- May 28th, 2014
- 15 Comments
Online Privacy, PC security
Zombies are making a killing on TV (The Walking Dead), in movies (World War Z), and in books (Pride and Prejudice and Zombies). There’s even a zombie game/fitness app, Zombies, Run!
But zombies aren’t so entertaining if your computer becomes one.
In PC terms, a zombie is a computer that’s been taken over without the owner’s consent by a third party (or group of people). Once your computer is among the living dead, it often becomes part of a ‘botnet,’ or a network of other zombie computers. Rogue hackers control botnets to perform orchestrated denial of service (DOS) attacks and to widely spread email spam and malware, among other misdeeds.
Botnet attacks have been around for a long time but are becoming increasingly more sophisticated. So far this year, there have been several high-profile cases that illustrate the power of botnets. Through the global ‘Pony’ botnet attack, for instance, criminals stole about $220,000 in bitcoins and other digital currencies. And a large botnet recently infected Internet-connected home appliances —including refrigerators!—to send out more than 750,000 malicious emails.
Here’s the really scary part: Your computer could be part of a botnet, and you might not even be aware of it. And if your PC doesn’t have at the minimum, an antivirus and two-way firewall, you’ve just increased the chance that your PC could be a zombie. Here are 8 signs your computer might be a zombie, and what you can do to bring it back to the land of the living.
8 Signs Your PC Might Be a Zombie
1. Your computer’s performance is noticeably slower, even when you don’t have many applications open. Criminals want your computer to carry out illegal actions, and those actions require the use of your computer’s processor and network. So if your computer and/or your Internet connection speed have become sluggish, it may be because of a zombie.
2. You receive unexplained error messages.
3. Your computer crashes frequently.
4. You discover messages in your outgoing email folder that you didn’t send. A tip-off might be if you receive bounce-back notifications from people you don’t know or haven’t emailed.
5. It takes your computer longer to shut down and start up.
6. You discover an unexpected loss of hard disk (or flash storage) space.
7. Your Web browser frequently closes for no obvious reason.
8. Your access to computer security websites is blocked.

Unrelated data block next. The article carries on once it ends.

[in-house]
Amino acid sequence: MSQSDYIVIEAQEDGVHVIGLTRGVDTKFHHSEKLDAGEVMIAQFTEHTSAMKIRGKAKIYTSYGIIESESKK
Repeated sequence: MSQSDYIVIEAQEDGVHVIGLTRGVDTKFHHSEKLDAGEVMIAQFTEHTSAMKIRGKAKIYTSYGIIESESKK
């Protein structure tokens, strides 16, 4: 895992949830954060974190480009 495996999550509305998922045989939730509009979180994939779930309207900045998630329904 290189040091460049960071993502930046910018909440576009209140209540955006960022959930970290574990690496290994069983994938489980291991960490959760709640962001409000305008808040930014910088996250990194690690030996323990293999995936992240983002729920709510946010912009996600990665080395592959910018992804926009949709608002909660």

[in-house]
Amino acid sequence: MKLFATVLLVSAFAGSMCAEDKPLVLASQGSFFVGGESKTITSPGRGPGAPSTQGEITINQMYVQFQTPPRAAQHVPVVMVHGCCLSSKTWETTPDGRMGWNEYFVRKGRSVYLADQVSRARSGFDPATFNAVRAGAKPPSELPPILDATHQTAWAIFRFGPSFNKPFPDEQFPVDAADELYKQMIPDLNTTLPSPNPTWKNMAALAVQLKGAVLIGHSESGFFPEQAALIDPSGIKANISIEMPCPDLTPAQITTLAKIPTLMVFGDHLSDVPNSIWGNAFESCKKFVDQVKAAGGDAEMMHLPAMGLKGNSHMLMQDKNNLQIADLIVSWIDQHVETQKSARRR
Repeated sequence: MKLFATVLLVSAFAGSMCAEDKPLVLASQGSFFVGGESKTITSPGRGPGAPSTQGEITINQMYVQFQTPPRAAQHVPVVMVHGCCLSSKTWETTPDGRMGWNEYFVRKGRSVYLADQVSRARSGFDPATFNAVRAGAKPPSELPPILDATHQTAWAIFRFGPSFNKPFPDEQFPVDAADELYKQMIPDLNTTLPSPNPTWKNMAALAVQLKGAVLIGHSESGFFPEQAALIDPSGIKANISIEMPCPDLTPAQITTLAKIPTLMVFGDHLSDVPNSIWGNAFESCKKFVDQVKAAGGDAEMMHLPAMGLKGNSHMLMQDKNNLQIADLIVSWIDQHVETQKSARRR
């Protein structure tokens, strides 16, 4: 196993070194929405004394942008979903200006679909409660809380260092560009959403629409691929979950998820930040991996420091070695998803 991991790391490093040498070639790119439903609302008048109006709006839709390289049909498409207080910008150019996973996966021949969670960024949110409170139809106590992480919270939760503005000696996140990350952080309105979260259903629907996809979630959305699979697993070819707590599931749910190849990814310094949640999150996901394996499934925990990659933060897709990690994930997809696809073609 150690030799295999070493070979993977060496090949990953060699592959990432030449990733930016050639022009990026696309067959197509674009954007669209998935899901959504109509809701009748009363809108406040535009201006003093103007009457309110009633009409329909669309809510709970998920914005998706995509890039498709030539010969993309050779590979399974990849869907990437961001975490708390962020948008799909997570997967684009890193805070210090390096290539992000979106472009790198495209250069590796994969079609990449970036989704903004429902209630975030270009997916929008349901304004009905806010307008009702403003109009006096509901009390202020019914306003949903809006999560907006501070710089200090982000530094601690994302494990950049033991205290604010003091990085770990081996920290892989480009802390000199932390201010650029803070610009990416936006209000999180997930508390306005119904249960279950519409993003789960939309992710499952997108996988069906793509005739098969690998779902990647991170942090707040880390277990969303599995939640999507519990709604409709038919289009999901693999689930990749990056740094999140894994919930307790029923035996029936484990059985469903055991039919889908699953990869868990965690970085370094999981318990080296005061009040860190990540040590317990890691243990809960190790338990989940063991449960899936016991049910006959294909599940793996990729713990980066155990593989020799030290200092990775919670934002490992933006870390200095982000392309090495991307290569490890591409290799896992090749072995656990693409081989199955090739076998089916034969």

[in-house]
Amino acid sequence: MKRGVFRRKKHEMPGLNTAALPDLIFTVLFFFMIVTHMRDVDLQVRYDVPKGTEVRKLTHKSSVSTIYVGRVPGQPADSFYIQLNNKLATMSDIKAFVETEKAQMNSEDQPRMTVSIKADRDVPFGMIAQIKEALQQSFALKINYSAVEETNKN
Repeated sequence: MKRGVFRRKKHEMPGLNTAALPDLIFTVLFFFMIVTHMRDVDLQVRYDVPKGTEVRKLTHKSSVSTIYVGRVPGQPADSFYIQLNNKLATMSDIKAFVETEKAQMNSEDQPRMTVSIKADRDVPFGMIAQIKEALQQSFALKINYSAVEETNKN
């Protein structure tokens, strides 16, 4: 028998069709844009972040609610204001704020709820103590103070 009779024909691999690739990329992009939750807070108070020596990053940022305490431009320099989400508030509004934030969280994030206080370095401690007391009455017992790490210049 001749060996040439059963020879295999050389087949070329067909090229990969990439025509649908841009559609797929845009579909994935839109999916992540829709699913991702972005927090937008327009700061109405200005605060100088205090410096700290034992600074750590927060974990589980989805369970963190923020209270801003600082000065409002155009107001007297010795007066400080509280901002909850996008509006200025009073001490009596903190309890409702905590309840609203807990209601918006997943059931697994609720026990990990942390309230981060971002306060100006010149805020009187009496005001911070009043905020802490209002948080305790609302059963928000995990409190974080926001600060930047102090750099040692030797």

How to ‘Kill’ a Computer Zombie
If your PC has become a zombie, there may be ways to resurrect it.
• Update your antivirus and/or anti-spyware software and scan your computer’s hard drive to find and remove the malware. Keep in mind some types of malware will prevent your antivirus software from running. In that event, download additional antivirus software and try to run each one until you find a program that will get past the zombie’s self-defenses.
• Often, zombie/bot malware hides from security software scanners by installing a rootkit. A rootkit is a stealth piece of software that’s usually malicious. There are free rootkit detection software programs you can download.
• Set your computer’s personal firewall to its maximum-security level. This will require applications seeking access to the Internet to notify you, enabling you to track all incoming as well as outgoing traffic. In turn, this can help you identify repeated requests from the same application to access just a few destinations—a telltale sign the application is a zombie.
• If that’s the case, do a search of the application’s name to see if others have identified it as malware. Try to create a list of all files associated with the suspicious application and where they’re located on your storage drive. Remove the application and any related files immediately and restart your computer. You may have to do this several times, because one piece of malware may have several variants on the same computer.
• You’re not going to like this one, but here goes: If you’ve discovered your computer is a zombie and want to make sure you’re completely zombie-free, you should completely wipe the hard drive or flash drive and reinstall the operating system and applications. Make sure your important files are backed up first, of course.
• Once you’ve restored your computer’s storage drive, applications, and documents, run your security software again just to make sure nothing is amiss.
Better Safe Than Zombified
If your computer has become a zombie, it’s probably because you clicked on a malicious file attachment or installed an application you weren’t 100 percent sure about.
To reduce the risk of your computer being compromised again, keep your security software running and updated and your personal firewall at maximum level. Check emails with file attachments closely; you can often tell that the sender didn’t actually email it to you by the stilted language, improper spelling, or other signs. Delete spam email messages without opening them. Don’t download applications if you have any concerns about their safety.
If you take these preventative steps, you can spend less time worrying about your computer and more time watching The Walking Dead. That’s the kind of zombie we like.